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Designing household survey questionnaires for developing countries : lessons from 15 years of the Living Standards Measurement Study (Vol. 2) : Volume Two (English)

The objective of this book is to provide detailed advice on how to design multi-topic household surveys based on the experience of past household surveys. The book will help identify define objectives, identify data needed to analyze objectives, and draft questionnaires to collect such data. Much of the book is based on the experience of the World Bank's Living Standard's Measurement Study (LSMS) program, established in 1980 to explore ways the accuracy, timeliness, and policy relevance of household survey data collected in developing countries. It is part of an attempt to extend the range of policy issues that can be analyzed with LSMS data; to increase the reliability and accuracy of the surveys; and to make it easier to implement LSMS surveys. The books first discuss the "big picture" concerning the overall design of surveys, modules to be used, and procedures for combining modules into questionnaires and questionnaires into surveys. Individual modules are discussed in depth as well as major policy issues. The process of manipulating modules to form a better 'fit' in the case of a specific survey is examined. Specific modules include: consumption, education, health employment, anthropometry, non-labor income, housing, price data, environmental issues, fertility, household income, savings, household enterprises, and time use. The third volume provides draft questionnaires, referenced in the prior chapters.

Details

  • Author

    Grosh, Margaret [editor] Glewwe, Paul [editor]

  • Document Date

    2000/05/31

  • Document Type

    Publication

  • Report Number

    20731

  • Volume No

    2

  • Total Volume(s)

    3

  • Country

    World,

  • Region

    The World Region,

  • Disclosure Date

    2010/07/01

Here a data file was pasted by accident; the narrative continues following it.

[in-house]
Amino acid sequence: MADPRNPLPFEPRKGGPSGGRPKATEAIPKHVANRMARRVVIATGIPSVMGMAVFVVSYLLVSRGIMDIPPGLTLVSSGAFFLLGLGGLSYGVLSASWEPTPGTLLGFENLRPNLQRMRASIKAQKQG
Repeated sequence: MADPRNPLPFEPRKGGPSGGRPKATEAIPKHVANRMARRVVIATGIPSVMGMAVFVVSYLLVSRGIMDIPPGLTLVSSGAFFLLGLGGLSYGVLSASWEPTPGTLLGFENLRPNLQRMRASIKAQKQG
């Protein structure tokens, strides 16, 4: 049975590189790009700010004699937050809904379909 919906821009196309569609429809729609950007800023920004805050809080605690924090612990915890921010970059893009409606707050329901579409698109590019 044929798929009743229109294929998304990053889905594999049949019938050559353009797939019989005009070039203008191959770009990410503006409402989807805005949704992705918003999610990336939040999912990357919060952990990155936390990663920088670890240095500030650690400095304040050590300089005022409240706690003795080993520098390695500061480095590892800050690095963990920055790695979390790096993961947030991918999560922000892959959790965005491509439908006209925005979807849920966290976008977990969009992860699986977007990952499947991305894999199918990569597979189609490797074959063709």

• Doc Name

    Volume Two

  • Keywords

    household survey;contingent valuation;global development network;water source;Rural Water and Sanitation;contingent valuation method;urban air quality;qualitative data collection technique;contamination of drinking water;alternative sources of supply;Demographic and Health Survey;quality of drinking water;allocation of property rights;Environment and Natural Resources;household survey data;environmental problem;environmental policy analysis;hedonic property value;private water connection;household use;environmental issue;rural area;water supply system;improved water supply;multitopic household surveys;household fuel use;participatory data collection;gains and losses;contingent valuation survey;access to infrastructure;indicators of access;educational classroom use;Water and Land;impact of development;allocation of resource;ambient air pollution;drinking water source;data collection method;natural resource problem;travel cost method;drinking water system;local air quality;quality of water;sources of water;Natural Resource Management;improvements in health;global environmental issue;contingent valuation technique;ambient air quality;air pollution levels;environmental health problem;household water use;case of malaria;public health benefits;outdoor air pollution;large urban areas;Lead in Gasoline;impact of water;loss of biodiversity;destruction of habitat;household survey result;store of knowledge;environmental policy issues;kinds of resource;social and environmental;drugs and supplies;rights to land;natural gas reservoir;drinking water supply;environment and development;renewable resource;surrogate market;nonmarket good;tropical forest;collected information;ozone layer;damage function;empirical evidence;sanitation practice;soil erosion;labor income;environmental asset;panel data;community questionnaire;individual demand;environmental standard;market valuation;environmental valuation;health outcome;Sanitation Services;water service;Water Services;Industrialized countries;industrialized country;environmental value;household environmental;environmental goods;designing policy;human behavior;household data;environmental variable;respiratory problem;participatory technique;transfer method;valuation approach;lost wages;market methods;ordinary people;

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Citation

Grosh, Margaret [editor] Glewwe, Paul [editor]

Designing household survey questionnaires for developing countries : lessons from 15 years of the Living Standards Measurement Study (Vol. 2) : Volume Two (English). Washington, D.C. : World Bank Group. http://documents.worldbank.org/curated/en/824611468778781052/Volume-Two